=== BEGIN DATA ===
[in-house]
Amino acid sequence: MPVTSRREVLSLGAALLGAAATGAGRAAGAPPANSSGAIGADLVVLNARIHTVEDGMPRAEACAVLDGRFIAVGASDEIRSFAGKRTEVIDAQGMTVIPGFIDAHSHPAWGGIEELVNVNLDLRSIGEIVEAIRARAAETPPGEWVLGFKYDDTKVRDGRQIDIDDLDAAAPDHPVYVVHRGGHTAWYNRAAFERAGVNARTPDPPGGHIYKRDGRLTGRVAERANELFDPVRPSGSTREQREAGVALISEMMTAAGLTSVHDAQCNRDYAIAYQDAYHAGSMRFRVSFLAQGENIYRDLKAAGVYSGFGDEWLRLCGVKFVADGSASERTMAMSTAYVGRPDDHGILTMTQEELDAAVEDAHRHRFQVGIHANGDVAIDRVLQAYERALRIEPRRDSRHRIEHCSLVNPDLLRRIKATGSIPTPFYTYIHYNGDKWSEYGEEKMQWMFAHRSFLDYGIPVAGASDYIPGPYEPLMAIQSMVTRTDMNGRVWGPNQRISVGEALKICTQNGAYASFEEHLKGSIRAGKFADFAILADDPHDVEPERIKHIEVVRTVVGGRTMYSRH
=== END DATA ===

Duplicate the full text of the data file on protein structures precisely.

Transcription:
[in-house]
Amino acid sequence: MPVTSRREVLSLGAALLGAAATGAGRAAGAPPANSSGAIGADLVVLNARIHTVEDGMPRAEACAVLDGRFIAVGASDEIRSFAGKRTEVIDAQGMTVIPGFIDAHSHPAWGGIEELVNVNLDLRSIGEIVEAIRARAAETPPGEWVLGFKYDDTKVRDGRQIDIDDLDAAAPDHPVYVVHRGGHTAWYNRAAFERAGVNARTPDPPGGHIYKRDGRLTGRVAERANELFDPVRPSGSTREQREAGVALISEMMTAAGLTSVHDAQCNRDYAIAYQDAYHAGSMRFRVSFLAQGENIYRDLKAAGVYSGFGDEWLRLCGVKFVADGSASERTMAMSTAYVGRPDDHGILTMTQEELDAAVEDAHRHRFQVGIHANGDVAIDRVLQAYERALRIEPRRDSRHRIEHCSLVNPDLLRRIKATGSIPTPFYTYIHYNGDKWSEYGEEKMQWMFAHRSFLDYGIPVAGASDYIPGPYEPLMAIQSMVTRTDMNGRVWGPNQRISVGEALKICTQNGAYASFEEHLKGSIRAGKFADFAILADDPHDVEPERIKHIEVVRTVVGGRTMYSRH